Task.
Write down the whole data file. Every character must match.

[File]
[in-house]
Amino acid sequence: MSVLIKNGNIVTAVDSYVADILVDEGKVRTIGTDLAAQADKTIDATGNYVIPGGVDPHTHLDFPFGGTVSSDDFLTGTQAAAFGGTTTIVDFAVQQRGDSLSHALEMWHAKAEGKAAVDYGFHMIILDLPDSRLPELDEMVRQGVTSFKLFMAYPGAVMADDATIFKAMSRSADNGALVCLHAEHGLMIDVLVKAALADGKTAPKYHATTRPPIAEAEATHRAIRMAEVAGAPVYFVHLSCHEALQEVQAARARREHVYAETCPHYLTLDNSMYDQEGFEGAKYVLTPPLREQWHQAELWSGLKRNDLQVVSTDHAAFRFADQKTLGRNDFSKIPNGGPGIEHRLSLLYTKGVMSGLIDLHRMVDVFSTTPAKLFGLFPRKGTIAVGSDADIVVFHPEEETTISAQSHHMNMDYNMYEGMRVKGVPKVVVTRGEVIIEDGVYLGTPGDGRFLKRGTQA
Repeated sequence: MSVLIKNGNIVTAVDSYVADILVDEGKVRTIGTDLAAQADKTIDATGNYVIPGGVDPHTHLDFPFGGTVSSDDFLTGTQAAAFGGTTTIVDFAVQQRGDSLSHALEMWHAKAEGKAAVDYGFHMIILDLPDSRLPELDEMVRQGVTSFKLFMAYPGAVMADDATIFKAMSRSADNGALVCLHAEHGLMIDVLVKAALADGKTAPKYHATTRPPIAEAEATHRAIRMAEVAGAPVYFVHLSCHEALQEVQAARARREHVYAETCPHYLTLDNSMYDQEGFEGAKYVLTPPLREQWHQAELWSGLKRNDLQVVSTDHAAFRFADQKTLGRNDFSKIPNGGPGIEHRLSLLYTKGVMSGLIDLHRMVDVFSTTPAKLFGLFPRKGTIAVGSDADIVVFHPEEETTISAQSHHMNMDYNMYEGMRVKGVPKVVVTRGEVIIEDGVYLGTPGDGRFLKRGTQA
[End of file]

[in-house]
Amino acid sequence: MSVLIKNGNIVTAVDSYVADILVDEGKVRTIGTDLAAQADKTIDATGNYVIPGGVDPHTHLDFPFGGTVSSDDFLTGTQAAAFGGTTTIVDFAVQQRGDSLSHALEMWHAKAEGKAAVDYGFHMIILDLPDSRLPELDEMVRQGVTSFKLFMAYPGAVMADDATIFKAMSRSADNGALVCLHAEHGLMIDVLVKAALADGKTAPKYHATTRPPIAEAEATHRAIRMAEVAGAPVYFVHLSCHEALQEVQAARARREHVYAETCPHYLTLDNSMYDQEGFEGAKYVLTPPLREQWHQAELWSGLKRNDLQVVSTDHAAFRFADQKTLGRNDFSKIPNGGPGIEHRLSLLYTKGVMSGLIDLHRMVDVFSTTPAKLFGLFPRKGTIAVGSDADIVVFHPEEETTISAQSHHMNMDYNMYEGMRVKGVPKVVVTRGEVIIEDGVYLGTPGDGRFLKRGTQA
Repeated sequence: MSVLIKNGNIVTAVDSYVADILVDEGKVRTIGTDLAAQADKTIDATGNYVIPGGVDPHTHLDFPFGGTVSSDDFLTGTQAAAFGGTTTIVDFAVQQRGDSLSHALEMWHAKAEGKAAVDYGFHMIILDLPDSRLPELDEMVRQGVTSFKLFMAYPGAVMADDATIFKAMSRSADNGALVCLHAEHGLMIDVLVKAALADGKTAPKYHATTRPPIAEAEATHRAIRMAEVAGAPVYFVHLSCHEALQEVQAARARREHVYAETCPHYLTLDNSMYDQEGFEGAKYVLTPPLREQWHQAELWSGLKRNDLQVVSTDHAAFRFADQKTLGRNDFSKIPNGGPGIEHRLSLLYTKGVMSGLIDLHRMVDVFSTTPAKLFGLFPRKGTIAVGSDADIVVFHPEEETTISAQSHHMNMDYNMYEGMRVKGVPKVVVTRGEVIIEDGVYLGTPGDGRFLKRGTQA